Tuesday, September 29, 2015

Merv and Judy Head New Get-TV Variety Night

Get-TV unveiled yesterday a new Monday night variety show line-up that kicks off October 12th with The Judy Garland Show at 8pm (ET ), Carol Channing and Pearl Bailey on Broadway at 9pm, and The Merv Griffin Show at 10pm. 

The Judy Garland Show originally aired in 1963 on CBS, but due to stiff competition from the popular Bonanza western series on NBC, it was canceled after its first season. GetTV will be airing all 26 of these episodes which featured guest stars such as Barbara Streisand, Diahann Carroll, Mel Torme, Bobby Darin, Ethel Merman, June Allyson and Jack Jones. 

In the 9pm time-slot will be a rotating variety program which may include classic CBS musical specials, or episodes from the Andy Williams, Dionne Warwick or Jim Nabors show. 

And last, but certainly not least, The Merv Griffin Show returns! To celebrate Merv's 50th anniversary ( the famed talk show host launched his series in the spring of 1965 ) Get-TV will feature a selection of 50 hand-picked episodes with such guest stars as Robert F. Kennedy, Carl Reiner, Joan Crawford, John Wayne, Jerry Lewis, Sammy Davis Jr., George Carlin, the Everly Brothers, Totie Fields and Jayne Mansfield. The episodes were originally an hour-and-a-half in length, but they will be trimmed down to one hour. 

Well, there you have it folks. It's a winning Fall line-up, and one that will finally rival Dancing with the Stars

Saturday, September 26, 2015

The Rogues of Sherwood Forest ( 1950 )

After the box-office success of Warner Brother's The Adventures of Robin Hood in 1938, a number of studios tried to replicate the appeal of the original by creating their own versions of the Robin Hood legends with such films as The Bandit of Sherwood Forest ( 1946 ), The Prince of Thieves ( 1948 ), The Story of Robin Hood ( 1952 ), The Men of Sherwood Forest ( 1954 ), and The Sword of Sherwood Forest ( 1960 ).

Most of these films were just standard fare, but one Columbia Pictures production stood out as a fitting sequel to ( or rather, a replica of ) The Adventures of Robin Hood, it was The Rogues of Sherwood Forest released in 1950. John Derek may not have had the charisma of Errol Flynn but he portrayed the character with a vigor suitable to the son of that knavish hero of yor. 

The Rogues of Sherwood Forest is set in a post-King Richard England. With his brother dead, Prince John ( George MacReady ) - now in his 50s - takes control of the throne once again and he hasn't lost any of his youthful zest for bloodshed and tyranny. Aghast at the injustice of this malicious monarch is Robin, Earl of Huntington, son of the famous Robin Hood, who has also since passed on. He rallies up some of his father's old cronies - including Little John, Friar Tuck and Will Scarlet - and gathers a fresh band of outlaws to wage woodland war on Prince John and his cohorts.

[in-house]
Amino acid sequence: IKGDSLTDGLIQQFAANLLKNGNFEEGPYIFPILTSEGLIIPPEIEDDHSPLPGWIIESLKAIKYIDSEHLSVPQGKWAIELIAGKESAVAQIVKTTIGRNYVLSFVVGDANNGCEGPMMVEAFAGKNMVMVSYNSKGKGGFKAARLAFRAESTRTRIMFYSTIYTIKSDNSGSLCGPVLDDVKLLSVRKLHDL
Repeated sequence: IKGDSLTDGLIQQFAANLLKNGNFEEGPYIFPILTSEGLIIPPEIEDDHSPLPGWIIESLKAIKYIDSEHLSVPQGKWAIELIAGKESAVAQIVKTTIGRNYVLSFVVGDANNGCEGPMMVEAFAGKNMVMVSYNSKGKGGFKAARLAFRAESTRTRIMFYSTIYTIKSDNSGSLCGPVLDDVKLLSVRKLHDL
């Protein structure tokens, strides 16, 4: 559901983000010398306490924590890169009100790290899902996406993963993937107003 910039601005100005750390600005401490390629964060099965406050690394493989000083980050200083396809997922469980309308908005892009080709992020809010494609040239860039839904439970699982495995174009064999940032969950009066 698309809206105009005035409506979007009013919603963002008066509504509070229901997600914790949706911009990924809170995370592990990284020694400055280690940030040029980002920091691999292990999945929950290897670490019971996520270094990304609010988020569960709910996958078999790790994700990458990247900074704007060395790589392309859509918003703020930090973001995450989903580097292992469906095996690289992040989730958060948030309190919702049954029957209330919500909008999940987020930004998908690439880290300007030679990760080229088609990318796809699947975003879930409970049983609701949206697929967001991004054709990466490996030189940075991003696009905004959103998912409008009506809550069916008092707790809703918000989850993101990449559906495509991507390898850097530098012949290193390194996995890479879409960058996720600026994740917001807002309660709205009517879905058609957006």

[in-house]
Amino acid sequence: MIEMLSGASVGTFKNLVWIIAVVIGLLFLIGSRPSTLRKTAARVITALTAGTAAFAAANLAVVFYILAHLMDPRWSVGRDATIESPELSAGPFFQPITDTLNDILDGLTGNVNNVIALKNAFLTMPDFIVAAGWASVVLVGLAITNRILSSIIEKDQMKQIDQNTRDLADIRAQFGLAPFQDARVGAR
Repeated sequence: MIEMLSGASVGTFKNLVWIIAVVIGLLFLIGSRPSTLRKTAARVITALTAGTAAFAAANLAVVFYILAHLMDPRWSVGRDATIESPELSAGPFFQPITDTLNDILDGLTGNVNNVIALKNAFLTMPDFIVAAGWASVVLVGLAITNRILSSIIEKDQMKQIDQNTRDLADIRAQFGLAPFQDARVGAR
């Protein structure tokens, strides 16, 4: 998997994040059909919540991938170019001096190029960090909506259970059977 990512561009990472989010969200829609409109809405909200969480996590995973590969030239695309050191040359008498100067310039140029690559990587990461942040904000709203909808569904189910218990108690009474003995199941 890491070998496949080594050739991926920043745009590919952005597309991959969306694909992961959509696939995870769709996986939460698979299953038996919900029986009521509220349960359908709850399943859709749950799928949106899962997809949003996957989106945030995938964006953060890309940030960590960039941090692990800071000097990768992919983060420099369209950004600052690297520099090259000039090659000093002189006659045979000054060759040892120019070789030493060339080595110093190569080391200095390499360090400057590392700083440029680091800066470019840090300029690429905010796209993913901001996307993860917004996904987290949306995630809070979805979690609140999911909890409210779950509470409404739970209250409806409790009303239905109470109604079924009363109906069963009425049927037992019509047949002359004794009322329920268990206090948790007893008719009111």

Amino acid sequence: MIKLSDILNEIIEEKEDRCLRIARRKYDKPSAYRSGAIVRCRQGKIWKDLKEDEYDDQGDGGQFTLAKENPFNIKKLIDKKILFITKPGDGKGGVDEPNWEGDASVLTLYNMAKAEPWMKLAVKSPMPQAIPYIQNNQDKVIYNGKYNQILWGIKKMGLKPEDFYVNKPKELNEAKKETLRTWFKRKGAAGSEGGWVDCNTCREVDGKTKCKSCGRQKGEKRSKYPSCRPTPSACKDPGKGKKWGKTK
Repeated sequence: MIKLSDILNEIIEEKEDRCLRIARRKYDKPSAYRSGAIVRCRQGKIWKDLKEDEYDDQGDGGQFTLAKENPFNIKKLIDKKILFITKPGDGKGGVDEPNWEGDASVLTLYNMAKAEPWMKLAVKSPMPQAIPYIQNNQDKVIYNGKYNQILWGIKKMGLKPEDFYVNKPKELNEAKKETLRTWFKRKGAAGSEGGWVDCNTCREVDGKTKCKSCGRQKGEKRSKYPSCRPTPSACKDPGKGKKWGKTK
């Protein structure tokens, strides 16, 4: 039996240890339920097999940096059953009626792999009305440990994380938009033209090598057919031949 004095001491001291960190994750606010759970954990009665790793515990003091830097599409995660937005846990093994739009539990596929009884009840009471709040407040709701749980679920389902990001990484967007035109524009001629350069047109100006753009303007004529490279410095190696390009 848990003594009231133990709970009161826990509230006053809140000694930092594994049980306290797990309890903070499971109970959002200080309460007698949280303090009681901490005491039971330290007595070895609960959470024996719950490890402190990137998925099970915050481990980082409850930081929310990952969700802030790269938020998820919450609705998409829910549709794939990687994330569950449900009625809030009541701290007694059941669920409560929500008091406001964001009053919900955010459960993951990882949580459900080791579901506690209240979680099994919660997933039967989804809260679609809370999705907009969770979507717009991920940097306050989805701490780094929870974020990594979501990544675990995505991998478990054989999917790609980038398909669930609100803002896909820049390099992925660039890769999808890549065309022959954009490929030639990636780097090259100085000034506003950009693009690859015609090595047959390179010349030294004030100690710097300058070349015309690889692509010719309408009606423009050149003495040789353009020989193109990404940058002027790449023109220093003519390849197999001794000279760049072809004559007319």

Alan Hale costars as Little John in his final film role ( and his third outing as the stout comrade ). The lovely Diana Lynn portrays Lady Marianne ( not Marion, but awfully close ) with the now-retired merry men of the greenwood being played by Billy House ( Friar Tuck ), Billy Bevan ( Will Scarlet ), and Lester Matthews ( Allen-a-Dale ). 

Gordon Douglas ( director of the Our Gang shorts ) takes the helm of this rousing Technicolor swashbuckler, which features some stunning cinematography ( by Charles Lawton Jr. ) and beautiful matte-painted backdrops. 

While many of the other Robin Hood remakes/sequels are worth a gander at, we believe The Rogues of Sherwood Forest boasts the best cast, filming, and script, which comes as no surprise since screenwriter George Bruce was no stranger to writing swashbucklers. Some of his previous films included The Man in the Iron Mask ( 1939 ), The Son of Monte Cristo ( 1940 ), and The Corsican Brothers ( 1941 ).

Thursday, September 24, 2015

Hollywood Home Tour - Fredric March

It's been awhile since the Hollywood Home Tour bus last passed by any celebrity homes, but Al is here today to introduce you to the latest home you will see : 

1065 Ridgedale Drive, Bel-Air

"Hi folks! It's Al here, welcoming you back to the Hollywood Home Tour bus. We're heading away from Bette Davis' home to take a gander at one of the truly legendary Bel-Air structures. 

"Back in 1932, Fredric March and his wife Florence Eldridge, commissioned architect Wallace Neff to design a spacious home for the couple to reside in while in Hollywood making films. What resulted was a 12,000 square foot French Normandy estate set in beautiful Bel-Air, a rural area at the time. 

"Let me stop the bus so that you can take pictures. Here it is on your right. Construction on the home began in 1933, in the midst of the Great Depression. As one of the biggest stars of the era, March had his home built as extravagantly as one would expect of a star. There were twenty-two rooms, eleven bathrooms, an octagonal dovecote tower, a private screening room, his-and-her living rooms, a wine cellar, an enormous swimming pool and, of course, the prerequisite tennis courts. 

"Wallace Neff had also designed Pickfair - the home of Douglas Fairbanks and Mary Pickford - as well as homes for Greta Garbo, John Gilbert, and Charlie Chaplin. He is often referred to as the Architect of Hollywood's Golden Age so it is no wonder that Fredric March chose him to design his residence.

"If you take a glance across the street you can see Frank Morgan's beautiful home. We'll get a better look at that house a little later in the tour."

Up-to-Date Info : Brad Pitt and Jennifer Aniston purchased the house in 2001 for $13 million, spent a tidy sum renovating it, and then sold it for $28 million five years later. Click here to see pictures of the March house when it was under construction.